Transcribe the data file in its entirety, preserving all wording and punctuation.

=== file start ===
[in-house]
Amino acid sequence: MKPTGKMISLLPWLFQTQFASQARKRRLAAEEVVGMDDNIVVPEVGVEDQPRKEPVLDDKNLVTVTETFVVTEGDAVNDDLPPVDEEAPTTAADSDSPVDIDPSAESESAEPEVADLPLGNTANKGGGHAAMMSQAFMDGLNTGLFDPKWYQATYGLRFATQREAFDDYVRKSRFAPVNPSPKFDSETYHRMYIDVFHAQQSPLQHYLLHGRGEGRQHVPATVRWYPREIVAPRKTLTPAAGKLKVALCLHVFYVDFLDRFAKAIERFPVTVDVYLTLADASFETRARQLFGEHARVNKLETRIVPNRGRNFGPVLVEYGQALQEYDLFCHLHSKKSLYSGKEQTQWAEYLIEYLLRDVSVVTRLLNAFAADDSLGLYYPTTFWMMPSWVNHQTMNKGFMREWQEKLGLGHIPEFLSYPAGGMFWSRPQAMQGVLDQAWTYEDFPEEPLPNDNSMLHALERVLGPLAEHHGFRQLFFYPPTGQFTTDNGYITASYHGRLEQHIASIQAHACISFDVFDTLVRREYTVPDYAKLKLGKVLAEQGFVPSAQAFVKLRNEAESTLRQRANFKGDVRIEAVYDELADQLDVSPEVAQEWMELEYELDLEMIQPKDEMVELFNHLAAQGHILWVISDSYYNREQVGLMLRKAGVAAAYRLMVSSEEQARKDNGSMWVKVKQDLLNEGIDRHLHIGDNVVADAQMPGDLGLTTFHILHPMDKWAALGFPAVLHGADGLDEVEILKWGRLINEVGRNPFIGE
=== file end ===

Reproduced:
[in-house]
Amino acid sequence: MKPTGKMISLLPWLFQTQFASQARKRRLAAEEVVGMDDNIVVPEVGVEDQPRKEPVLDDKNLVTVTETFVVTEGDAVNDDLPPVDEEAPTTAADSDSPVDIDPSAESESAEPEVADLPLGNTANKGGGHAAMMSQAFMDGLNTGLFDPKWYQATYGLRFATQREAFDDYVRKSRFAPVNPSPKFDSETYHRMYIDVFHAQQSPLQHYLLHGRGEGRQHVPATVRWYPREIVAPRKTLTPAAGKLKVALCLHVFYVDFLDRFAKAIERFPVTVDVYLTLADASFETRARQLFGEHARVNKLETRIVPNRGRNFGPVLVEYGQALQEYDLFCHLHSKKSLYSGKEQTQWAEYLIEYLLRDVSVVTRLLNAFAADDSLGLYYPTTFWMMPSWVNHQTMNKGFMREWQEKLGLGHIPEFLSYPAGGMFWSRPQAMQGVLDQAWTYEDFPEEPLPNDNSMLHALERVLGPLAEHHGFRQLFFYPPTGQFTTDNGYITASYHGRLEQHIASIQAHACISFDVFDTLVRREYTVPDYAKLKLGKVLAEQGFVPSAQAFVKLRNEAESTLRQRANFKGDVRIEAVYDELADQLDVSPEVAQEWMELEYELDLEMIQPKDEMVELFNHLAAQGHILWVISDSYYNREQVGLMLRKAGVAAAYRLMVSSEEQARKDNGSMWVKVKQDLLNEGIDRHLHIGDNVVADAQMPGDLGLTTFHILHPMDKWAALGFPAVLHGADGLDEVEILKWGRLINEVGRNPFIGE